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How Depression & Alcohol Feed Each Other

Is This Depression or Is it Alcohol?, How Depression & Alcohol Feed Each Other

Research shows that people with substance use disorders (SUDs) are at a high risk for developing one or more mental health conditions. Some of the most common mental health disorders that accompany SUD are depression, anxiety, bipolar disorder, schizophrenia, PTSD, and ADHD. In addition, people with a mental health disorder are more likely to develop a substance use disorder. When someone suffers from a mental health condition and addiction, they are diagnosed with a co-occurring disorder. Approximately 9.2 million U.S. adults have a co-occurring disorder. 

Depression is a mental health condition that commonly co-occurs with alcohol use disorder. Nearly one-third of people who have depression also misuse alcohol. Maybe the addiction triggered the depression, or maybe you began using alcohol as a way to deal with the symptoms of depression. Either way, depression and alcohol addiction need to be treated simultaneously in order to help you maintain long-term recovery. 

Is This Depression or Is it Alcohol?

Alcohol use disorder shares many of the same symptoms as depression. Alcohol is a depressant, and as such it slows down the central nervous system. In small doses, it can cause the following symptoms:

  • reduced inhibitions
  • slowed reaction time
  • impaired judgment
  • slowed breathing
  • increased risk of accident or injury

Alcohol, in any amount, can affect your mood, causing you to feel “down.” When lowered inhibitions or impaired judgment lead to behaviors you regret, that, too, can worsen symptoms of depression.

Symptoms of depression can mimic symptoms of alcohol misuse. They include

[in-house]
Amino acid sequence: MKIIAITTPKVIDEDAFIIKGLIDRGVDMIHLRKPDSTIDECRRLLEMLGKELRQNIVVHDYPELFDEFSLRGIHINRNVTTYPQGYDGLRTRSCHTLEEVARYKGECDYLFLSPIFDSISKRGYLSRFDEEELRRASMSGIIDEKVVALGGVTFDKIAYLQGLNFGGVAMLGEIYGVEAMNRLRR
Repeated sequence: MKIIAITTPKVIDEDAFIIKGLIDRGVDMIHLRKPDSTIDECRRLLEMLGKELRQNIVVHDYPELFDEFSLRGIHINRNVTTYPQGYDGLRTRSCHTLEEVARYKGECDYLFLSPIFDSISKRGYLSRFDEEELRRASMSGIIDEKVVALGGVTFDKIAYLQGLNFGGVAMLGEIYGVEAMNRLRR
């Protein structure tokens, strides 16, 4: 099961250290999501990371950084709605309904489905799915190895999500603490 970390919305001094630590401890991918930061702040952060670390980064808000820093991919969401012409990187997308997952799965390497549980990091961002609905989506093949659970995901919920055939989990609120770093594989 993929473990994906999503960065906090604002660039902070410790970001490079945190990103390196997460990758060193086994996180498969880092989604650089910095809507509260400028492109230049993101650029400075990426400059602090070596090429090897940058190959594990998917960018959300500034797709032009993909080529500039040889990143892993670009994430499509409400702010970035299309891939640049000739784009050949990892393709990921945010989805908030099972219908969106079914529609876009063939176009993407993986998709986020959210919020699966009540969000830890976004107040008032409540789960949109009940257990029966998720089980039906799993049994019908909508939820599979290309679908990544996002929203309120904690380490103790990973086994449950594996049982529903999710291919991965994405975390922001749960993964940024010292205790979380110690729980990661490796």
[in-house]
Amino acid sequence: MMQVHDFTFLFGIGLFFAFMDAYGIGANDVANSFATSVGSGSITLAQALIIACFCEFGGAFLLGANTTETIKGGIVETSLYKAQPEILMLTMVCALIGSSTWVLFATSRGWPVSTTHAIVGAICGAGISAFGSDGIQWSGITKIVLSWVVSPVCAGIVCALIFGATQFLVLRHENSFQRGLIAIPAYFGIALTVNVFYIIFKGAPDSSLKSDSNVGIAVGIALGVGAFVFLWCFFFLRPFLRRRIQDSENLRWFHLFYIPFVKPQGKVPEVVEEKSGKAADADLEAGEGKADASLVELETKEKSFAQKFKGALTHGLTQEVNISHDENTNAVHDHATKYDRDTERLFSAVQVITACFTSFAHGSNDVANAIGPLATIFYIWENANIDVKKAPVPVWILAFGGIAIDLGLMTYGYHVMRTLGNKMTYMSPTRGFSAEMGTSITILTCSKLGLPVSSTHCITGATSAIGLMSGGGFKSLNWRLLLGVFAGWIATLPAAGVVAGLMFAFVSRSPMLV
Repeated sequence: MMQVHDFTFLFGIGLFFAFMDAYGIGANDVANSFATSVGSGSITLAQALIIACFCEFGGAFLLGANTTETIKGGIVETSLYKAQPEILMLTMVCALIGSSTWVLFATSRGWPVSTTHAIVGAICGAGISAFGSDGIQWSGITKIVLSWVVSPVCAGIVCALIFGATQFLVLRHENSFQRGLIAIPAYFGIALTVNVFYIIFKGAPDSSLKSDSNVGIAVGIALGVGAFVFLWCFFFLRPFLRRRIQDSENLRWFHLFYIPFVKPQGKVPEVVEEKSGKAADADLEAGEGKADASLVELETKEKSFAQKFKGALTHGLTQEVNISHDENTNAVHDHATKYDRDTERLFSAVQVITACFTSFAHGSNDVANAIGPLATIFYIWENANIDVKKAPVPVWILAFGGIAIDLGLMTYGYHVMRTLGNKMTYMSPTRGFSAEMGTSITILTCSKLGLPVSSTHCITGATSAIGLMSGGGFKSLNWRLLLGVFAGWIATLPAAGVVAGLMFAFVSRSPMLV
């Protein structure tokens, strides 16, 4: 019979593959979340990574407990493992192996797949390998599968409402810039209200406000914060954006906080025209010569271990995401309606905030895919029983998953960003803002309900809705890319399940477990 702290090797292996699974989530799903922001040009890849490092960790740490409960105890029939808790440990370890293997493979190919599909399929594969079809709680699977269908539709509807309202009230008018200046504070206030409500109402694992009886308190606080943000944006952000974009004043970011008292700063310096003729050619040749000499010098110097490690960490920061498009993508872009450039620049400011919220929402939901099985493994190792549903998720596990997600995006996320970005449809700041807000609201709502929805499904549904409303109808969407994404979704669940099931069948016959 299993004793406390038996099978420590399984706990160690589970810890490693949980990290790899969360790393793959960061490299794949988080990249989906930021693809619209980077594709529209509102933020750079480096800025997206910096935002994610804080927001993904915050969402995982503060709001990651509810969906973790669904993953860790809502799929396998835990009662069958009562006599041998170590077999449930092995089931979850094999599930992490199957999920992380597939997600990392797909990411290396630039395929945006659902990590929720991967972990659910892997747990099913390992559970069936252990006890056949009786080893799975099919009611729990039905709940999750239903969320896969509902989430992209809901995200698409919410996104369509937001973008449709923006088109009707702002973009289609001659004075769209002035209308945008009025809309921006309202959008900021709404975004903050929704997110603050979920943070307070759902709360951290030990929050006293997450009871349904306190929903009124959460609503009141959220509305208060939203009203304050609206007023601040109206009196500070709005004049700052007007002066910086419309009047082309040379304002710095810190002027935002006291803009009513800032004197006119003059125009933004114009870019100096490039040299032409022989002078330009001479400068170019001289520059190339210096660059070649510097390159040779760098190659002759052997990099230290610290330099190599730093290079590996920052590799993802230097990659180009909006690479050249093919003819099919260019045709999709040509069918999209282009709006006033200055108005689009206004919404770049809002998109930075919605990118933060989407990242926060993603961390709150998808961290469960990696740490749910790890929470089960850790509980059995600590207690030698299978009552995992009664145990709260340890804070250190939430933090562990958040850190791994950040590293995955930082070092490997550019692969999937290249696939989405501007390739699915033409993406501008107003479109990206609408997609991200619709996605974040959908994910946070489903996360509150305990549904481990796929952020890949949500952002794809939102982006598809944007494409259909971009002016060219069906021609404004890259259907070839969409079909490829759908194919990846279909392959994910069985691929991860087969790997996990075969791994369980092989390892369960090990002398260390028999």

• Feelings of sadness, emptiness or hopelessness
  • Increased anger, irritability, and anxiety
  • Loss of interest in activities you used to enjoy 
  • Sleep disturbances, including insomnia or sleeping too much
  • Tiredness and lethargy 
  • Changes in appetite 
  • Slowed thinking, speaking or body movements
  • Feelings of worthlessness or guilt
  • Trouble thinking, making decisions, and remembering things
  • Frequent or recurrent thoughts of death, suicidal ideations
  • Unexplained physical problems, such as back pain or headaches

Notice any similarities to the effects of alcohol addiction? Is your insomnia because of alcohol or depression? Are you tired and sad all the time because you’re stuck in a cycle of addiction or because you have a depressive disorder?

Finding Answers – and Getting Help

In the end, it doesn’t matter so much where your symptoms originated or what causes them. What matters is that you feel hopeless and sad and are struggling to get your drinking under control. What matters is that you need treatment to break the cycle. 

When you meet with a professional treatment team, you’ll learn more about the relationship between your alcohol use and your moods. You’ll be given treatment that helps you detox from the alcohol. Detoxing on its own can improve depressive symptoms, but in most cases medication like antidepressants are also needed, at least for the short term. And in all cases, ongoing treatment is required. This may mean a stay at an inpatient hospital, where you’ll receive round-the-clock care including individual and group therapy, medication management, recreational therapy, life skills training, and other holistic treatments. 

Or, it may mean a commitment to outpatient therapy, in which you’ll experience some of the same treatments but less intensively. You’ll have some flexibility that will allow you to continue with your responsibilities at home and work. 

The advantage of an inpatient stay is that 100% of your time is devoted to your recovery, and you can get a break from demands and temptations that home may represent. The treatment team will help you determine which type of treatment will best meet your needs. 

Long-term Recovery

Maintaining your mental health and sobriety after treatment ends will require dedication to your well-being. Continued therapy, as well as a recovery support group, are especially important. You may also want to involve your family in family therapy to help improve the dynamics at home and so you can learn the best ways to support each other. 

If you need help getting started on your recovery, reach out to Miramont Behavioral Health. Our facility in Middleton, WI, offers inpatient and outpatient care to adults and adolescents. We treat a variety of psychiatric issues as well as substance use disorder. 

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About programs offered at Miramont Behavioral Health

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